Installing FreeSwitch on Raspbian 8

This is an updated version of some instructions that I found elsewhere. Thanks to Tom O’Connor. Some key details needed to be changed and dependencies met for it to work so I decided to document them in brief, to pass on the help that I received. I’m going to keep this short otherwise, as you can find out more from Tom’s experience.

Incidentally, FreeSwitch 1.6 won’t compile on Debian Wheezy, so you’ll need to stick with 1.4 for that. Also, it may be worth knowing that 1.6 won’t compile on i386 (32 bit, i.e. x86_32) machines and currently requires i686 (i.e. x86_64 or x64). Neither of these is relevant to ARM and therefore to Raspberry Pi units but it may be interesting to some readers anyway. If you’re interested in Raspbian you may well also use Debian proper on other machines.

Install the components. It moaned about numerous missing dependencies and I have added them here. It might not be immediately obvious from the errors exactly what is missing so I needed to do some research on line, add the package, run ./configure, try again, etc… It took a lot of attempts to get all of them, which was frustratingly slow.

sudo apt-get update
sudo apt-get install build-essential git-core build-essential autoconf automake libtool libncurses5 libncurses5-dev make libjpeg-dev pkg-config unixodbc unixodbc-dev zlib1g-dev libcurl4-openssl-dev libexpat1-dev libssl-dev screen libtool-bin sqlite3 libsqlite3-dev libpcre3 libpcre3-dev libspeex-dev libspeexdsp-dev libldns-dev libedit-dev liblua5.1-0-dev libopus-dev libsndfile-dev
screen -S compile

Now you are in a screen session. This is because it’s a long job and you don’t want it interrupted and have to start all over again more than you will probably end up doing already. The Git repository has moved, hence the change to the instructions.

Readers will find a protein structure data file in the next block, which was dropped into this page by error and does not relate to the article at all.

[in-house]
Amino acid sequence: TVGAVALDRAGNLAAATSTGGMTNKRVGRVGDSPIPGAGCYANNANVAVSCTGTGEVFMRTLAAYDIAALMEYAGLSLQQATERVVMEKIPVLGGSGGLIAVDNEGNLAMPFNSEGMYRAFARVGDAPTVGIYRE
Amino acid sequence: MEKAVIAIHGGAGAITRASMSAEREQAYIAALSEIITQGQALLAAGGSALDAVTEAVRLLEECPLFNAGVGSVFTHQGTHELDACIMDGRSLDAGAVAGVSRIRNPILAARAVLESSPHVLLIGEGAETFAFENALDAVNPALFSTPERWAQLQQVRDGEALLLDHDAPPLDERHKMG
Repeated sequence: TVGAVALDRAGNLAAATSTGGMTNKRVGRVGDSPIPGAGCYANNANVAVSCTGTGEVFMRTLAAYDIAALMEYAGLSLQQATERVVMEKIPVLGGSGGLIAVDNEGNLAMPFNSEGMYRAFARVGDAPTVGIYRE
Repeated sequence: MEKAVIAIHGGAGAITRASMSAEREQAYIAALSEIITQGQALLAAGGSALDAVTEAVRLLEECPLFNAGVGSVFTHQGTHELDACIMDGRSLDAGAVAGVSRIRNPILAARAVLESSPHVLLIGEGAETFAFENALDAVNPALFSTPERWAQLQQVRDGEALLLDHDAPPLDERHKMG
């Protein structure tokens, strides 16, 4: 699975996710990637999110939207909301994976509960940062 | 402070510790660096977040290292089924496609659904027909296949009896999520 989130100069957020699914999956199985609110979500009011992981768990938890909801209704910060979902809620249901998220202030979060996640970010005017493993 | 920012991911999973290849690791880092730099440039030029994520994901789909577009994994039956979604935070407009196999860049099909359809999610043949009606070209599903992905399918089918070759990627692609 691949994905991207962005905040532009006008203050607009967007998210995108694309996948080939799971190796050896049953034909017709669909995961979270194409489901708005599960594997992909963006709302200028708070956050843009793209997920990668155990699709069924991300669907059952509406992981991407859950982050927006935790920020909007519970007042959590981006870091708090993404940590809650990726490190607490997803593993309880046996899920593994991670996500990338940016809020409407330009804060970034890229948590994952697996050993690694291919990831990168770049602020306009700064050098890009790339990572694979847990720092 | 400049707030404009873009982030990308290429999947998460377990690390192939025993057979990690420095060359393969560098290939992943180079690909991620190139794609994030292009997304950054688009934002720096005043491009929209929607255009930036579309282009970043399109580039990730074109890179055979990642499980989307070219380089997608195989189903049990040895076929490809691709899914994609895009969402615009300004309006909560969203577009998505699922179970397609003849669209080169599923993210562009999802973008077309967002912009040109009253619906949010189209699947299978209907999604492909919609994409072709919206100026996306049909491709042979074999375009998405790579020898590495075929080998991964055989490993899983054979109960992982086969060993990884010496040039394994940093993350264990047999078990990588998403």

sudo -s
cd /usr/local/src
git clone https://freeswitch.org/stash/scm/fs/freeswitch.git freeswitch.git
cd freeswitch.git
./bootstrap.sh

In fact, for a basic installation on a Raspberry Pi, you probably don’t want to alter modules.conf to include FLITE because of the memory imprint.

./configure
make && make install && make all install cd-sounds-install cd-moh-install

That seems to be about all that’s needed. It takes a very long time to configure everything and compile all the files on a Raspberry Pi. I used a model B of the original version and no doubt it will be faster for people using RPi2 or even RPi3. I hope you are feeling patient, but if you like Raspberry Pi projects then you must be! You might want to look into finding out how to cross-compile this instead.

An alternative is Asterisk with its GUI called FreePBX. I’ve heard that Asterisk is a bigger beast and so I’ve steered clear from it for now. I’ve had success with FreeSwitch in the past.

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Compiling and administering the h2o web server

Background

Installing h2o currently requires compilation from source. This is probably not for the faint-hearted but is surprisingly possible if you are comfortable with researching software dependencies as problems may arise. There are no guarantees and you may need to trace errors caused by issues specific to the configuration or installed software on your server. I succeeded using Ubuntu 14.04 Trusty Tahr LTS, while I have not yet succeeded on Debian 8 Jessie. In principle, it should be perfectly possible.

As previously with Nginx, it is comparatively easy to use h2o with HHVM or PHP-FPM via FastCGI in order to provide PHP support. You can use ps-watcher to increase the reliability of HHVM by bringing it back up if it falls over, as I described in my previous post about HHVM with Nginx. It is not possible, apparently, to provide automatic fallback to PHP-FPM. I’ve only been able to set up one or the other. However, I don’t think this is a major disadvantage.

What is a little bit more involved, though simple enough in principle, is setting up h2o to start up and operate in a standard way using distributed config files for virtual hosts in the way that has been packaged for servers such as Apache and Nginx. This is particularly complicated because the language chosen for configuration, YAML, does not support include statements. YAML is a programmer’s choice rather than a good systems ad